The amendment to Rule 9(b)(1) delineates what factors the Board of Bar Examiners considers when determining whether to waive the requirement that the bar exam be taken within five years of graduating from law school or completing the LOS Program. The amendment to wording in Rule 9(b)(3) regarding the passing UBE score is also corrected to specify that an Applicant must receive a score of 270 or higher.

The amendment to Rule 11 regarding the MPRE passing score is corrected to clarify that an Applicant must receive a score of 80 or higher.

The amendment to Rule 12(a)(2) allows applicants to commence their mentorship prior to admission to the bar. Also, references in the Rule to the “the Board of Continuing Legal Education” are changed to “the Board of Mandatory Continuing Legal Education” to accurately reflect the name of the Board.

The amendment to Rule 13(d) clarifies what factors the Board of Bar Examiners considers when determining whether to waive the requirement that the bar exam must be taken within five years of graduating from law school or completing the LOS Program.

The amendment to Rule 17 amends the opening sentence of the rule to correct the cross reference to Rule 16.

The amendment to Rule 18(c) requires an applicant to file a notice of appeal within 30 days of the date of a decision rather than 30 days of date the decision was mailed. This reflects the practice of notifying applicants (via electronic means) of the panel’s decision on the same day the decision issues.

 

Promulgation Order Amending Rules 5(c) and (d), 6(b) and Abrogating and Replacing Rule 9 of the Vermont Rules for Public Access to Court Records

This Order was promulgated on February 7, 2022, effective April 11, 2022.

The amendments to Rule 5(c) and (d) clarify that the specific right of access to records for lawyers and guardians ad litem applies unless there is a restriction on access, such as for records containing trade secrets or other confidential information that is sealed from particular parties.

New Rule 6(b)(20) adds an exception to public access for motions for ex parte relief until there is a court decision on the motion. New Rule 6(b)(21) adds an exception to public access for records subject to a motion for in camera review subject to the court’s decision. New Rule 6(b)(22) adds an exception to public access for records containing trade secrets or other confidential business information.

Rule 9 which concerns limiting or granting access to court records, is abrogated and replaced. Under the amended version, a hearing on a motion to seal or redact is not required unless there is a request or an objection to sealing or redacting or the court orders a hearing. The rule deletes reference to standing and instead provides a practical description of persons who are entitled to notice and an opportunity for hearing. The rule describes the circumstances in which all parties to a case may stipulate to the sealing or redacting of a document or documents, subject to the court’s finding of good cause. Rule 9(e) contains a provision specifying that a party can seek permission to appeal ruling on a motion to seal or for access through V.R.A.P. 5.1.  Rule 9(f) addresses requests to seal that are made directly to the Supreme Court concerning Supreme Court documents.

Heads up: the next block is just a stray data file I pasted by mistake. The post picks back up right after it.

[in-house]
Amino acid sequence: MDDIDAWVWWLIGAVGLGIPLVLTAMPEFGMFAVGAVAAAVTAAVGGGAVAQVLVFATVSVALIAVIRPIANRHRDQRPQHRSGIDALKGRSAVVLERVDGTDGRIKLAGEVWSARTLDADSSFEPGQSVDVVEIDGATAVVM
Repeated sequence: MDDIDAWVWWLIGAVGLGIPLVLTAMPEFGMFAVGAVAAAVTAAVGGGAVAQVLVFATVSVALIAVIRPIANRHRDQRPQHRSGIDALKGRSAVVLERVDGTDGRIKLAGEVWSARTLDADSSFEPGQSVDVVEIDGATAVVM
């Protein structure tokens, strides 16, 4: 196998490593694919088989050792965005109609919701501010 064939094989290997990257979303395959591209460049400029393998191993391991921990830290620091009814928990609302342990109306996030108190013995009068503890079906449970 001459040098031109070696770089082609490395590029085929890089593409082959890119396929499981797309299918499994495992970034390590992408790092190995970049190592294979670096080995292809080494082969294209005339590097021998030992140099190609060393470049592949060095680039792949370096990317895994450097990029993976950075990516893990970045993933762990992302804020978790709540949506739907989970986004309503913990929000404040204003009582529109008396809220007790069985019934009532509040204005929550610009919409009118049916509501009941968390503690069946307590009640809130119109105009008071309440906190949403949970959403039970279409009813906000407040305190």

Promulgation Order Amending Rules12.C, 13.B, 14.C(4) and 26.D of Administrative Order No. 9, Permanent Rules Governing Establishment and Operation of the Professional Responsibility Program

This Order was promulgated on February 7, 2022, effective April 11, 2022.

Several amendments are made to provide correct cross references.  Rule 12.C is amended to correct a cross reference from Rule 15 to Rule 13. Rule 13.B is amended to correct a cross reference from Rule 15.D to Rule 13.D. Rule 14.C is amended to correct a cross reference in 14.C(4) from Rule 15.D(5) to Rule 15 generally. Rule 26.D is amended to correct a cross reference from Rule 15.E to Rule 13.E.

 

AO 49 Amendment - Declaration of Judicial Emergency and Changes to Court Procedures 1-14-22

This Order was promulgated on January 14, 2022, effective immediately.

Paragraph 3(a) is amended to clarify that the trial courts retain discretion to hold jury trials if safety measures are in place. This decision is consistent with current guidance received from the Vermont Judiciary’s infectious disease expert that in-person jury draws and trials are safe so long as the particular courthouse has been approved for in-person jury trials and all participants observe social distancing and wear masks. The amendment provides a list of factors for the trial court to considering in determining whether to hold a jury draw or jury trial, including the potential disruption to proceedings due to COVID-19 infections. Paragraph 3(b) is added to allow the trial court to impanel as many alternate jurors as reasonably required notwithstanding V.R.Cr.P. 24(d)(1), which directs that no more than four jurors be impaneled to sit as alternate jurors.  More alternate jurors may be necessary in case there is any disruption caused by the excusal of seated jurors due to COVID-19 infection, illness, or isolation.

Prior paragraphs 3(b) and (c) are relettered as (c) and (d).

 

AO 49 Amendment - Declaration of Judicial Emergency and Changes to Court Procedures 1-10-22

This Order was promulgated on January 10, 2022, effective immediately.

The amendment to ¶ 15(f) extends the modification of MCLE requirements for continuing legal education to the 2020-2022 reporting cycle to account for the ongoing limitations on in-person gatherings as a result of the COVID pandemic.

The full text of Administrative Order 49 and other updates regarding COVID-19 and court operations are available at www.vermontjudiciary.org/covid19.